Most distant observed star is blue – and it isn't alone
Light from Earendel takes 12.9 billion years to reach Earth, and it's serendipitous the JWST can see it at all
It was a little more than a year ago that NASA's Hubble Space Telescope spotted the most distant star ever observed: the 12.9 billion light-years-away Earendel.
Now the James Webb Space Telescope has taken its own measurements, offering an unprecedented glimpse of an object that formed within the first billion years of the universe.
Webb's Near-Infrared Camera, or NIRCam, was able to determine that Earendel ("morning star" in Old English) is incredibly bright – around a million times more luminous than our Sun, and twice as hot, to boot. What's more, the JWST was even able to determine what color Earandel would be were we able to see it a bit more clearly: as a B-type star it's likely quite blue.
Earendel's colors also suggest it's not alone, which was a surprise to Webb scientists. While stars Earendel's size often have companion suns, NASA said it expected Earendel would be too close to any companion, relative to its distance to Earth, to be distinguishable from it. That wasn't the case, though.
"Based solely on the colors of Earendel, astronomers think they see hints of a cooler, redder companion star," the folks at NASA said this week, adding that the light needed to make that observation had been stretched by the expansion of the universe past the point where Hubble's instruments could even detect it.
Thank you, space-time wrinkle
The previous most-distant star record was held by Icarus, which was discovered by Hubble in 2018 and is a paltry nine billion light years from Earth. Earendel, light from which took nearly four billion more years to reach Earth than light from Icarus, would normally still be beyond our realm of observation. Thankfully a massive distortion in space-time magnified it by a factor of at least 4,000, allowing it to be seen, NASA explained.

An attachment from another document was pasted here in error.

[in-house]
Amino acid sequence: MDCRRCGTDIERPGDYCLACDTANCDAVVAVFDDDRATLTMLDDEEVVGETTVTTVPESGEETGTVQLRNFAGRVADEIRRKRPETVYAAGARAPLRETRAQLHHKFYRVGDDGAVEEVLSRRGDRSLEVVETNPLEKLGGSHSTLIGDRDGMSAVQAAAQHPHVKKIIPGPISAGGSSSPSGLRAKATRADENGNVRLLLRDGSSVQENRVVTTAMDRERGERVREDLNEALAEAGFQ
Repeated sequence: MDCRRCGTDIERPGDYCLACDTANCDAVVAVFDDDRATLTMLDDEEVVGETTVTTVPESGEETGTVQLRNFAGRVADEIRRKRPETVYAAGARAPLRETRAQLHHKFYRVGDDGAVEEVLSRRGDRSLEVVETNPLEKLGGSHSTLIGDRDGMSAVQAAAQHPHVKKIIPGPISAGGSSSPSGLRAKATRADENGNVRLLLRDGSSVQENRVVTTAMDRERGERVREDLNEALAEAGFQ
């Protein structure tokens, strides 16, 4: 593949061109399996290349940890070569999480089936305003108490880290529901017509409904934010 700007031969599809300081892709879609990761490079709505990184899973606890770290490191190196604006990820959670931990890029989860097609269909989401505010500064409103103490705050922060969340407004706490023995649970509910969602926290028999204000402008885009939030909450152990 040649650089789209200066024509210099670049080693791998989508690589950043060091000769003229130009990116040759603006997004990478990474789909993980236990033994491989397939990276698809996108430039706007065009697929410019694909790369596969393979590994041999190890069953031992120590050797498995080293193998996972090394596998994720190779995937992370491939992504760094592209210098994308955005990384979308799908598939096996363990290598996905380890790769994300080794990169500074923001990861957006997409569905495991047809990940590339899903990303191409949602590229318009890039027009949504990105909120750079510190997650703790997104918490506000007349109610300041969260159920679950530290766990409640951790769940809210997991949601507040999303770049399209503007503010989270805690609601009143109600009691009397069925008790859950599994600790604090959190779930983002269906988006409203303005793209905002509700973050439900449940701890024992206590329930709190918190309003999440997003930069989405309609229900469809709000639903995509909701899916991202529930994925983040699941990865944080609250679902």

Earendel and its parent galaxy, the Sunrise Arc, are only visible thanks to what NASA calls "its lucky alignment behind a wrinkle in space-time" created by galaxy cluster WHL0137-08. The massive cluster sits between Earth and the Sunrise Arc and has so much gravitational pull it acts like an intergalactic magnifying lens. Hence the apt name for the phenomenon: gravitational lensing.
A zoom-in on Earendel, the most distant-ever observed star, as photographed by the JWST – Click to enlarge. Credit: NASA, ESA, CSA, D. Coe (STScI/AURA for ESA; Johns Hopkins University), B. Welch (NASA's Goddard Space Flight Center; University of Maryland, College Park). Image processing: Z. Levay (High-res version)
Along with what we've learned about Earendel, NASA said that it's learned some new information about the Sunrise Arc. Astronomers were able to spot star-forming regions – some as young as five million years old – and older established star clusters inside the Sunrise Arc. One discovered star cluster, thought to be around ten million years old, is believed to be gravitationally bound – meaning it likely still exists today.
"This shows us how the globular clusters in our own Milky Way might have looked when they formed 13 billion years ago," the US space agency noted.
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The Webb team said it has been able to use similar gravitational lensing effects to detect other far-flung stars since discovering Earendel peeking out from behind WHL0137-08, but none have been as distant as the star named for JRR Tolkien's half-elven guardian of Middle Earth's Sun and Moon.
Legendarium aside, NASA is hopeful that gravitational lenses like the one created by WHL0137-08 could finally help them confirm the existence of so-called Population III stars – primordial giants that emerged shortly after the Big Bang but have long since detonated, seeding the cosmos with heavy elements. ®